Contact 13 Investigates
You Paid For It: Safety system or snow job?
Almost a million federal tax dollars and an international award for a safety system that's never been used, and some say doesn't work--at least not as advertised. Video by ktnv.comvideo
Clark County, NV (KTNV) -- Almost a million federal tax dollars and an international award for a safety system that's never been used, and some say doesn't work -- at least not as advertised.
Those are concerns being raised by officers inside the Clark County School Police department who spoke exclusively to Contact 13 Chief Investigator Darcy Spears.
Is it all it's cracked up to be?
You decide, because you paid for it.
Dramatic images and music are the backdrop of a You Tube video produced by Vegas PBS to showcase the technology that won CCSD Police a major award in May of 2010 from the International Association of Chiefs of Police.
"The problem is that the system is being promoted as a system that works and works great and it in fact isn't being used," said an officer who asked not to be identified.
It's been a year and a half since taxpayers spent $5,000 to send three high-ranking school police officials to Atlanta to receive that award during a four-day conference.
"They should be concerned with where their money went, how much of their money went to it, where that money came from," the officer said.
Police officials tell us about $700,000--much of it from federal grants--has been spent on the system called Datacasting--which uses digital television airwaves to send data, like video, audio or computer files from Vegas PBS to school police squad cars.
When CCSD police were competing for that international technology award last year, they said this...
"The beauty of the system is that if I'm in the command center working with the emergency operations guys, we can look at one set of information and the officers on the ground can look at a different set of information," said Rhett Weddell, CCSD Emergency Management Coordinator in that You Tube video.
Officers we spoke to say they've seen nothing.
"It appears to be a system that is non-existent."
But in a May, 2010 press release from Datacast developer SpectraRep, Police Chief Filiberto Arroyo is quoted as saying, "This technology saves time and has greatly improved our incident response."
"He's not giving specific examples, not relying on specific incidents that could be pointed to at that time where it actually had done that?" Darcy Spears asked CCSD Police Spokesperson Lt. Ken Young.
"No. Not that I'm aware of." Lt. Young says Arroyo was talking about the future.
At the time, Young himself said in the You Tube video, "Anything that helps us save time, we're looking at it as helping us to save lives."
Darcy Spears: "Can we say there's been a life saved?"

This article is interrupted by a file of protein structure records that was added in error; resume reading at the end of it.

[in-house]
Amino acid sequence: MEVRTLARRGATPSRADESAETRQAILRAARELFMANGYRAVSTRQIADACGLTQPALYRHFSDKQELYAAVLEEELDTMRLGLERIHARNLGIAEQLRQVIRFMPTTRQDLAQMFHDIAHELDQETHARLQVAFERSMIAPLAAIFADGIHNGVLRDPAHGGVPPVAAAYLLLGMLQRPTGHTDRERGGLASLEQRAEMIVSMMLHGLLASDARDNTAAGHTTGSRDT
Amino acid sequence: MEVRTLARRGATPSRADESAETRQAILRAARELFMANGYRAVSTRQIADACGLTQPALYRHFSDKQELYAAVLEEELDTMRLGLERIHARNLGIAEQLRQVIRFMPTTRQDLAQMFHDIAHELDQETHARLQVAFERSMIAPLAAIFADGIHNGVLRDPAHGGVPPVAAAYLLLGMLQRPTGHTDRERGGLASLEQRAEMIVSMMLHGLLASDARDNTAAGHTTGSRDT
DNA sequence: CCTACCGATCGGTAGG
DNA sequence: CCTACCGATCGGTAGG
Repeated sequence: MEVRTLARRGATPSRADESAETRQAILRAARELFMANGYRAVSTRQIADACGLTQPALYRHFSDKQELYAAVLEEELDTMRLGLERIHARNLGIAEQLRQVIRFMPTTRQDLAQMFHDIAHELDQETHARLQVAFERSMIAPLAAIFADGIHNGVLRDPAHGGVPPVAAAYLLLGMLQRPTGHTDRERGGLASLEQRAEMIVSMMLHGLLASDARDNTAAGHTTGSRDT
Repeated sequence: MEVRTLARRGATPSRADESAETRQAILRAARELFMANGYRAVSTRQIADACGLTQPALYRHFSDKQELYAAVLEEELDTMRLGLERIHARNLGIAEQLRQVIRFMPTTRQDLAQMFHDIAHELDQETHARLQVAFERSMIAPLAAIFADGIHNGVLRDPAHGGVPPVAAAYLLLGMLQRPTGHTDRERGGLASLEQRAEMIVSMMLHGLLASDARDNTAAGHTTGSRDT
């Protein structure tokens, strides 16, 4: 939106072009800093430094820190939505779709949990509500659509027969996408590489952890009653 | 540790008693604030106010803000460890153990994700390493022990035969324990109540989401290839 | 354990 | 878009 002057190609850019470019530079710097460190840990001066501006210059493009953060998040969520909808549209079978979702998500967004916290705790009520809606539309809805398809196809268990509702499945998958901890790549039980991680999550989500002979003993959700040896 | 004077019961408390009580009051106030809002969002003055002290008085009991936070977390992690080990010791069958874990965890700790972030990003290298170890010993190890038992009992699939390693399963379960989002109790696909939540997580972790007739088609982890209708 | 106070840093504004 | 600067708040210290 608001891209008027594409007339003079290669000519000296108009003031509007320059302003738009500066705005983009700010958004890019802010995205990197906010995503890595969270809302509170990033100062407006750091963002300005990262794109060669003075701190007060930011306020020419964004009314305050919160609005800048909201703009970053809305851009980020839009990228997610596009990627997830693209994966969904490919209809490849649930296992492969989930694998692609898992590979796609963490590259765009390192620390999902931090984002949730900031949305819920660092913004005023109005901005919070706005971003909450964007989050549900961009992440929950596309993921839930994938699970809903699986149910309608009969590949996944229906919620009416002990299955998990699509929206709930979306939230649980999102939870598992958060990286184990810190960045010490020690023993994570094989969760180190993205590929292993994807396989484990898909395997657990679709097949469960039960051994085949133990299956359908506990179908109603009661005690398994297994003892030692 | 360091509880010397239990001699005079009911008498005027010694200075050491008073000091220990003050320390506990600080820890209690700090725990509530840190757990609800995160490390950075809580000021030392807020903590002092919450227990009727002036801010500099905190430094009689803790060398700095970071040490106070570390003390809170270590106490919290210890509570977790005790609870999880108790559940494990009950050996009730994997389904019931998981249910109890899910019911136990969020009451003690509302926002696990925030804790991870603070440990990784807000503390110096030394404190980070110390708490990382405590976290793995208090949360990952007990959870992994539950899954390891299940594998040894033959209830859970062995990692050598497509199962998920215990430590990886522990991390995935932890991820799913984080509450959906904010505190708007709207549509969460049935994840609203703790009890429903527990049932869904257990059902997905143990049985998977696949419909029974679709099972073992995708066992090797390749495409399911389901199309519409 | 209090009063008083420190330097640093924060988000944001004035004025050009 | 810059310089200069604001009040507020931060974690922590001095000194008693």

Lt. Young: "There hasn't been a major incident where we can say yeah we've saved a life because of this system."
Other articles from last Spring talk about how the technology has been implemented and deployed, which means that it's being actively used.
But Young says it's only been tested in training.
And during that testing, they discovered a big flaw.
The way the system works is the digital signal which starts at Vegas PBS is transmitted to laptops in the police cars. The only problem is, the car has to be stationary. If it's moving, the signal is lost.
"So if you're going to an important call and you need to receive information on Datacast, you're going to have to pull over and park," the officer explained. "Well, that just took your time element away because you're no longer rolling to the call."
"From the initial onset we thought that officers would be able to get it as they're rolling," Lt. Young said. "As this system was being built we found out a lot of things that we initially wanted or thought could not happen. When we initially designed the system, we had a lot of grand ideas about what we thought the system might be used for. "
Like something as simple as responding to a parking lot fight.
Sgt. Brian Nebeker on You Tube: "This will give me the ability to look and see my most advantageous way to enter."
"We didn't need Datacasting for that," says Lt. Young. "We have another system that would do that."
A system that all school police officers already have access to through their cars' laptops.
And though police originally pitched Datacasting as something that would be sent to every officer in the field so, "they'll have everything at their fingertips," that's not the reality either.
Young says 60-percent of the fleet has been retrofitted to receive Datacasting, but they made a decision at the administrative level to only send information to supervisors... making those we spoke to wonder just how much good the system can really do.
When we called the International Association of Chiefs of Police about that award and whether they felt misled based on what they were told versus what the reality is, they refused to comment.
But both Vegas PBS and Datacast developer SpectraRep remain very proud of their system.
They say it's the wave of the future and if we didn't do it here, we'd have lost the federal money to another jurisdiction.
They say it will someday be responsible for saving the life of a CCSD student.
We've posted SpectraRep's full statement in conjunction with this story.
Check it out and then send us an email to email@example.com telling us how you feel about the fact that you paid for it.